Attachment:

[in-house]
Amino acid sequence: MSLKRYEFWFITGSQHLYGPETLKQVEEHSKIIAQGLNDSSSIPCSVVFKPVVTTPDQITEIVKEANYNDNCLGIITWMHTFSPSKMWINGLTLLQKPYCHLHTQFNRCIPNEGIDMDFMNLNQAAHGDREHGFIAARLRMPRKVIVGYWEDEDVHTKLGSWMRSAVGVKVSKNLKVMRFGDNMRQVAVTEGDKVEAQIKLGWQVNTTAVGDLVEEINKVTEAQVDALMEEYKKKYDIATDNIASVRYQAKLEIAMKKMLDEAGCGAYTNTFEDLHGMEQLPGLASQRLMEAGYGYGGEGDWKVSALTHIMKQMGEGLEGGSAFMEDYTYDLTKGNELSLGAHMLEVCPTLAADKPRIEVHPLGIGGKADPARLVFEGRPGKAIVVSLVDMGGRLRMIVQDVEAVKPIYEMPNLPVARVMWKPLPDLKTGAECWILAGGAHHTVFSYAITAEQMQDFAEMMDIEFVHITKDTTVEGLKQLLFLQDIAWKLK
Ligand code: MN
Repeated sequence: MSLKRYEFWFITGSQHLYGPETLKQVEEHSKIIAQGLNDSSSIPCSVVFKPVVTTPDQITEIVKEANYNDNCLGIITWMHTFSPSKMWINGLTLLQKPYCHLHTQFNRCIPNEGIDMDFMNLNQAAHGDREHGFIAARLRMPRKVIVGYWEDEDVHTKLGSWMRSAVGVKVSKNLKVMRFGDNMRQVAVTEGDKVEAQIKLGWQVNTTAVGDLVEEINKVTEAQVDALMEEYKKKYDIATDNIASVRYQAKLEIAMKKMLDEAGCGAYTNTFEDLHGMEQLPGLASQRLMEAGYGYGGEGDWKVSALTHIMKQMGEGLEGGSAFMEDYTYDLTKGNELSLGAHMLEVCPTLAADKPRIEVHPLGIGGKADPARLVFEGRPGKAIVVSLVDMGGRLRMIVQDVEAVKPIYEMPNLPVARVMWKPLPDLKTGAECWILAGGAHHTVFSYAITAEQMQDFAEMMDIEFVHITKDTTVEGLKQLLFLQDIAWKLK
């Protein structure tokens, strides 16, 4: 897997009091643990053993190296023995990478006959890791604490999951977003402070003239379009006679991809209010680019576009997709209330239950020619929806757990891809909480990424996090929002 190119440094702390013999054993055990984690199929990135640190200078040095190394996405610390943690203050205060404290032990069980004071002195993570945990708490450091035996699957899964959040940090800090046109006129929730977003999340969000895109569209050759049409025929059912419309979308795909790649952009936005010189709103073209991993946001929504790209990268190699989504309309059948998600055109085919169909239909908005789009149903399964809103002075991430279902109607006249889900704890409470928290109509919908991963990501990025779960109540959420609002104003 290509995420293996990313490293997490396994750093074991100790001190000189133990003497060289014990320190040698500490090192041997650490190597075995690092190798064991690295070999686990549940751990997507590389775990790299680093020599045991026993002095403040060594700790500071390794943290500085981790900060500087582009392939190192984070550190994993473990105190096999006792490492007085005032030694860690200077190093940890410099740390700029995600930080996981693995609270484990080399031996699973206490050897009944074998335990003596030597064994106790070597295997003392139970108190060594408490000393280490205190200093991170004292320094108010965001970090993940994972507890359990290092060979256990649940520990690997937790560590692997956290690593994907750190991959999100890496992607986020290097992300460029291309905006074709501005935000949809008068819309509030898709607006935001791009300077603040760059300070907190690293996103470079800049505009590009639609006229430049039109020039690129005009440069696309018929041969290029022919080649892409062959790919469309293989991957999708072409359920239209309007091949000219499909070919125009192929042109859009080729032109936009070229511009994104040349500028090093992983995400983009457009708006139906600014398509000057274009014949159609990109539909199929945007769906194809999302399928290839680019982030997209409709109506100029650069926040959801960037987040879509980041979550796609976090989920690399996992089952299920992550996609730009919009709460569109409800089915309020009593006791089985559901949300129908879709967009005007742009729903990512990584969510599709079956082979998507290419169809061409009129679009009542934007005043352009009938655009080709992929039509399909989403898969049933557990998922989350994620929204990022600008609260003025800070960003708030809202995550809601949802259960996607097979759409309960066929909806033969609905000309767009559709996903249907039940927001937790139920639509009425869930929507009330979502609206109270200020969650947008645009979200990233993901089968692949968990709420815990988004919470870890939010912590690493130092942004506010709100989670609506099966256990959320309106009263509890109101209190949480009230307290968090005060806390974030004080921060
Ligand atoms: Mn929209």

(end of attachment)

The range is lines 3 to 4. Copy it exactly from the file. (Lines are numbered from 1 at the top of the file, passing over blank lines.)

Ligand code: MN
Repeated sequence: MSLKRYEFWFITGSQHLYGPETLKQVEEHSKIIAQGLNDSSSIPCSVVFKPVVTTPDQITEIVKEANYNDNCLGIITWMHTFSPSKMWINGLTLLQKPYCHLHTQFNRCIPNEGIDMDFMNLNQAAHGDREHGFIAARLRMPRKVIVGYWEDEDVHTKLGSWMRSAVGVKVSKNLKVMRFGDNMRQVAVTEGDKVEAQIKLGWQVNTTAVGDLVEEINKVTEAQVDALMEEYKKKYDIATDNIASVRYQAKLEIAMKKMLDEAGCGAYTNTFEDLHGMEQLPGLASQRLMEAGYGYGGEGDWKVSALTHIMKQMGEGLEGGSAFMEDYTYDLTKGNELSLGAHMLEVCPTLAADKPRIEVHPLGIGGKADPARLVFEGRPGKAIVVSLVDMGGRLRMIVQDVEAVKPIYEMPNLPVARVMWKPLPDLKTGAECWILAGGAHHTVFSYAITAEQMQDFAEMMDIEFVHITKDTTVEGLKQLLFLQDIAWKLK